Nostalgia isn't what it used to be anymore

The nostalgic idea of a lost beautiful, pristine and untouched Malta in the past has also taken currency here.

Imagine that the construction of the so-called ‘Popeye Village’ – which was really a film set – was carried out in more ‘civilized’ times, by which I mean after the Planning Authority (subsequently MEPA) was set up.

I am sure that the most important condition for the issue of the necessary permit would have been required that the set was to be built in such a way as to not permanently disturb the land on which it is built, to the extent that it could be dismantled and removed, leaving the terrain in the same exact condition it was before the temporary set was built.

I always imagine this scenario whenever I hear news items that feature ‘Popeye Village’ as a permanent tourist attraction in Malta. The official website of the attraction puts it this way: “Popeye Village Malta has grown from its days as a film set of the 1980 Musical Production ‘Popeye’ into one of the major tourist attractions on the Maltese Islands filled with a number of colourful fun activities for all young and young at heart.

"Open all year round, we guarantee an enjoyable visit to all of our guests. Once you walk into this captivating, over 30-year-old village, you will be greeted by Popeye the sailor and his friends, who will be your hosts and entertain you all throughout your visit. The whole family can be part of a unique filming experience with the animation crew and giving you the opportunity to see yourself on the big screen.”  There is an obvious element of bragging in all this, but then this is an advert aimed at attracting tourists to visit the place.

The use of the site as a permanent tourist attraction after the film was shot was, in fact, an afterthought. It seems that it occurred to the late Lino Cassar, or so he used to claim. Whoever it was, the idea was not pre-planned and any planner would have shuddered if he or she were to be asked to approve the site as a permanent tourist attraction after the film shooting was over – to say nothing of what today’s environmental NGOs (and MaltaToday’s James Debono) would have said.

Yes, planners are not infallible and they do get it wrong sometimes. The approved Local Plan for Valletta designated the site of Renzo Piano’s Parliament building as a parking site and had to be tweaked in order to accommodate Piano’s plans – a case where planning policy was changed to accommodate a proposed building rather than proposed buildings having to conform with existing planning policies. The obvious conclusion is that Piano was right and the planners lacked imagination and were so evidently wrong!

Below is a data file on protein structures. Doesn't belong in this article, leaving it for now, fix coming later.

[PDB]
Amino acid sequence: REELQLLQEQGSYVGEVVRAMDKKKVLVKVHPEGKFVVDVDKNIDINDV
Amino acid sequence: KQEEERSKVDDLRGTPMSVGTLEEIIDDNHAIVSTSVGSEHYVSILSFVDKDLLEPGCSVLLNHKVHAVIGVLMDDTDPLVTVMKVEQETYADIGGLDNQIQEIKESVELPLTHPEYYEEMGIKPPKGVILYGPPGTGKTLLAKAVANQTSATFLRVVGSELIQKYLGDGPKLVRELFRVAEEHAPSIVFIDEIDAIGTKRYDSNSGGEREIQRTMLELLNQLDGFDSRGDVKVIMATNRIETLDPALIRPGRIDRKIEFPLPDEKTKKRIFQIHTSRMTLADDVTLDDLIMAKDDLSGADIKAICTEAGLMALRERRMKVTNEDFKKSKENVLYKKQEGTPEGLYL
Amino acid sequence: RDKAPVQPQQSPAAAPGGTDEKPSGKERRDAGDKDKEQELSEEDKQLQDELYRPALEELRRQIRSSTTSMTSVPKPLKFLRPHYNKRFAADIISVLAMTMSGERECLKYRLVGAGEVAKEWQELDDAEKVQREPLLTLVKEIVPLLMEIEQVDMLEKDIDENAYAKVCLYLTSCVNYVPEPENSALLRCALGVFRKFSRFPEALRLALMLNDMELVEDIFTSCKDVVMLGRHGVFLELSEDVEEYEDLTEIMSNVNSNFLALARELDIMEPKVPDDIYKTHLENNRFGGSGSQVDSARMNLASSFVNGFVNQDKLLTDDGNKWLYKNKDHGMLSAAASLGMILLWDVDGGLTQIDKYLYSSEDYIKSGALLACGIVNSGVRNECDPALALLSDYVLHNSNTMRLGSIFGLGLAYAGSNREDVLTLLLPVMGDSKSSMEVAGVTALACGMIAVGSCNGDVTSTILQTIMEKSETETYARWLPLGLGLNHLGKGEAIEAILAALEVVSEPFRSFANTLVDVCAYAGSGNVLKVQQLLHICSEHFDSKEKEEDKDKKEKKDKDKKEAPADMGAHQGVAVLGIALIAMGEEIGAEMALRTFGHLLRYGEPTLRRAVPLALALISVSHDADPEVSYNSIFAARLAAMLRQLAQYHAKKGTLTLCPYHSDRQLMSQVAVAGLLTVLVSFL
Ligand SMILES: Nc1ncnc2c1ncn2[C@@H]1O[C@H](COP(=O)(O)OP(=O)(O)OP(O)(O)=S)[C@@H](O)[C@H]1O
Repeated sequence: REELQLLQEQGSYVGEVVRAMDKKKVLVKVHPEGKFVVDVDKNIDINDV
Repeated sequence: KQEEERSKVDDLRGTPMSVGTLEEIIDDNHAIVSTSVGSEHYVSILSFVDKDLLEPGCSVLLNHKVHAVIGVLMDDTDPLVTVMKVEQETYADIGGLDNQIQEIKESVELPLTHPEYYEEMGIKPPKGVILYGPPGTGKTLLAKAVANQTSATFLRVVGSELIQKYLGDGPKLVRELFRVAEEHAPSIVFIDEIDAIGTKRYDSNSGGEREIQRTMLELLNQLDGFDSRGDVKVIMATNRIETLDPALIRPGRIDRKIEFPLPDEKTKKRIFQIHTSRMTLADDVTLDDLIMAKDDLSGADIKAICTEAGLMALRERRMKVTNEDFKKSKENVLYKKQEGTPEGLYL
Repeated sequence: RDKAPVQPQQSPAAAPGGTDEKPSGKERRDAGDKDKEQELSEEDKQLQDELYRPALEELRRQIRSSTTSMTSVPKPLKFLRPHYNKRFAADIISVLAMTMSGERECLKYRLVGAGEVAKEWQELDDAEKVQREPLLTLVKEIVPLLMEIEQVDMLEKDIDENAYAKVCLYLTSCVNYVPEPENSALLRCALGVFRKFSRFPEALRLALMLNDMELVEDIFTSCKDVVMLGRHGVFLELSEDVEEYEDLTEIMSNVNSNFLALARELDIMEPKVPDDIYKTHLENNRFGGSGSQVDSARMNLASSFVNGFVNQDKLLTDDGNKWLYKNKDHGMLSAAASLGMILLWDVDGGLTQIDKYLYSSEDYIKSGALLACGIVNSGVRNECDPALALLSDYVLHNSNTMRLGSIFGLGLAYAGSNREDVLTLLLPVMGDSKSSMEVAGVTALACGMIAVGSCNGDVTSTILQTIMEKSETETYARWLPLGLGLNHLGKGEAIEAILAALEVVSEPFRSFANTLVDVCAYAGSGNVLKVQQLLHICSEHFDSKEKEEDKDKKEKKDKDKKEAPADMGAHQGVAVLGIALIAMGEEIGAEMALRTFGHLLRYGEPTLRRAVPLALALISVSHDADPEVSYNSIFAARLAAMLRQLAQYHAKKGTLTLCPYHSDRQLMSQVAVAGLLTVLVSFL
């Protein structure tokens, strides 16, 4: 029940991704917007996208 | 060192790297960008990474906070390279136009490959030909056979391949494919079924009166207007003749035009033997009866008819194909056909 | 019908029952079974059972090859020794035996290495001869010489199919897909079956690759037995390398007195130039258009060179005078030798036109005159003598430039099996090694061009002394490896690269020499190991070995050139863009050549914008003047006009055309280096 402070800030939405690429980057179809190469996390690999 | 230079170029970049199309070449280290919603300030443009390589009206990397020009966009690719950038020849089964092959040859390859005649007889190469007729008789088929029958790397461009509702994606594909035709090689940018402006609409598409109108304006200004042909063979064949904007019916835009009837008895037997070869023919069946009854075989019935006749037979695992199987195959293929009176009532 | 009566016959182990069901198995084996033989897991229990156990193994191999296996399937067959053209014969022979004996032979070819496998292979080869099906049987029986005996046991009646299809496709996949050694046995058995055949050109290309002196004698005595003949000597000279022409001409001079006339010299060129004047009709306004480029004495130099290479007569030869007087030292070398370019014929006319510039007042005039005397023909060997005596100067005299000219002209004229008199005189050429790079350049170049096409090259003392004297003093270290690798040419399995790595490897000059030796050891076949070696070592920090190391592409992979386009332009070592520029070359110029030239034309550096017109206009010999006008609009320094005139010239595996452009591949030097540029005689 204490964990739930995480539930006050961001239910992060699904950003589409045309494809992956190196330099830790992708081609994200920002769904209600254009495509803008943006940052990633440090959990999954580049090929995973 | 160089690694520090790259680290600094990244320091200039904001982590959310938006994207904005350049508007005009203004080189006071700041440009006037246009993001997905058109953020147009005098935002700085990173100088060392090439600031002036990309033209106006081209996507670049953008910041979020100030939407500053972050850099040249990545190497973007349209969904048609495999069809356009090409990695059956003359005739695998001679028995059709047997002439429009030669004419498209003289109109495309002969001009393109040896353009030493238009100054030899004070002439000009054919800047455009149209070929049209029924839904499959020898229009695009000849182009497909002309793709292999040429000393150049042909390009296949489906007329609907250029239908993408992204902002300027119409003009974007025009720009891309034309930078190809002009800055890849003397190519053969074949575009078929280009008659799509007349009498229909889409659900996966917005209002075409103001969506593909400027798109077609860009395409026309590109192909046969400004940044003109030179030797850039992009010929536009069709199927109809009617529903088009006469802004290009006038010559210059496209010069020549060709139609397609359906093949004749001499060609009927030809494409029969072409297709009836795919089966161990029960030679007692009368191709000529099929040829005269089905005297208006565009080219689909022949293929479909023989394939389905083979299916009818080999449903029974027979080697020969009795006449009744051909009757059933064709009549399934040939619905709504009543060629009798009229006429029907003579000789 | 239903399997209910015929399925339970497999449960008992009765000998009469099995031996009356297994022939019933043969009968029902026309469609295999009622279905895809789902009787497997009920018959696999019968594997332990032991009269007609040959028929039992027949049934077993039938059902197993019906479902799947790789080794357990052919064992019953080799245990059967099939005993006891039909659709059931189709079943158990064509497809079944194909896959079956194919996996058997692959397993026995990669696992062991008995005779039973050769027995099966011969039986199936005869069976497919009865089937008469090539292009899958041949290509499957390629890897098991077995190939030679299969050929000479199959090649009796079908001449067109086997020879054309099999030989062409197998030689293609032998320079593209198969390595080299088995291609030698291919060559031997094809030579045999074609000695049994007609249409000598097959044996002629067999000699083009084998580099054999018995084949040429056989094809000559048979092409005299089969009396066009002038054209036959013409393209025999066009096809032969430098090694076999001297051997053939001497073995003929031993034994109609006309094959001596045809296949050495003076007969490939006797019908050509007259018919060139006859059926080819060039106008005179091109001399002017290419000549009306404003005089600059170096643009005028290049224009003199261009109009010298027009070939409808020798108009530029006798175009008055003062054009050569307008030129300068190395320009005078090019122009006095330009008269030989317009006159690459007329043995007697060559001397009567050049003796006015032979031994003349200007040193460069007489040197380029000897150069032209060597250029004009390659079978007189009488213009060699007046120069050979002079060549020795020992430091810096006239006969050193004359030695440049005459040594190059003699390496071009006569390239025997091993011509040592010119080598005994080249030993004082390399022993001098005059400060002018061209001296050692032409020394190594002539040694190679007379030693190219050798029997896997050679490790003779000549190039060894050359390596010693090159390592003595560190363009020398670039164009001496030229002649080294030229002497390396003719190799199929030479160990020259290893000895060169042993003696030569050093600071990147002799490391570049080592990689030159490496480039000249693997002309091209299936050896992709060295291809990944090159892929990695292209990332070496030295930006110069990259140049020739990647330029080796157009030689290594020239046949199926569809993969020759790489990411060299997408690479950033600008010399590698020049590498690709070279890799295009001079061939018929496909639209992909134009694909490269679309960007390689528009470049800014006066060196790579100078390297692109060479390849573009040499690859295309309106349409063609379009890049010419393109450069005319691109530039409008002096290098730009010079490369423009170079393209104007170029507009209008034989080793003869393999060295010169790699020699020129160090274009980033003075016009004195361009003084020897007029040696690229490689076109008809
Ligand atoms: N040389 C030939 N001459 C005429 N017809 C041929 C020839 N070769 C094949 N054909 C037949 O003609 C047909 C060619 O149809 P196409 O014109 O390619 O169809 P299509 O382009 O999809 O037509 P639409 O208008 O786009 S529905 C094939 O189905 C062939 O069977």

This is not something that happens ‘only in Malta’, as I almost hear some people saying. An article on London written by Janen Ganesh and published in a recent supplement of ‘The Financial Times’ (London: the capital of globalisation – September 29) points out how wrong the planners were when they insisted that skyscrapers were verboten as they would ruin the London skyline and how silly are those who think that London was better before politicians – notably Tony Blair – over-ruled this resistance.   

This is how he puts it: “Nostalgia is a kind of amnesia: the romanticisation of old London forgets how shabby and short of opportunity it was, entire neighbourhoods languishing in dilapidation, industries declining and being replaced by nothing in particular.

“Where Canary Wharf and City Airport now sit were, as recently as the 1980s, toxic marshes and squalid housing estates. In King’s Cross, where the Eurostar zooms in and out from Paris and a new urban village is taking shape, there was desolation and homelessness. This was closed London, when skyscrapers were forbidden and the business culture was a kind of organised slouch that was yet to be blown apart by the Big Bang. It is bizarre to remember all this and conclude that more has been lost than has been gained.”

The nostalgic idea of a lost beautiful, pristine and untouched Malta in the past has also taken currency here. Comments written in the social media as a reaction to quaint and interesting photographs of a past Malta that exists no more betray the same sort of nostalgia that depends on amnesia.

People decry the loss of large parts of Malta, forgetting the squalid conditions in which so many Maltese used to live. This nostalgia ignores the increase in population; the big strides in public health; the immensely improved standard of living now enjoyed by the Maltese; and the incredible advance in people’s accommodation standards, as if living in some ‘kerrejja’ or five people to a room was no problem.

To echo what Ganesh said about London, it is bizarre to consider all that we have achieved ‘and conclude that more has been lost than has been gained.’ People, of course, don’t realise it is bizarre because they conveniently forget all about the poverty and the squalor of the past.

All this has been realised thanks to the effort of the much-maligned political class, warts and all, and of all hues and colours, and not as a result of some well-thought out planning regime or of short-sighted wishes for the world to stand still.

This is not to say that we should ditch planning and carry on haphazardly ignoring technical and scientific facts, but that opening up for new ideas and ventures – rather than looking at things claustrophobically in the mental sense – need not be a bad idea.  

This is just a plea for common sense and all for the recognition and appreciation of man’s creative genius in spite of his limitations. This can only lead to the conclusion that no planning policy should be rigidly set in stone and that any straying away from the way forward planned beforehand by other humans, is not necessarily sacrilegious.

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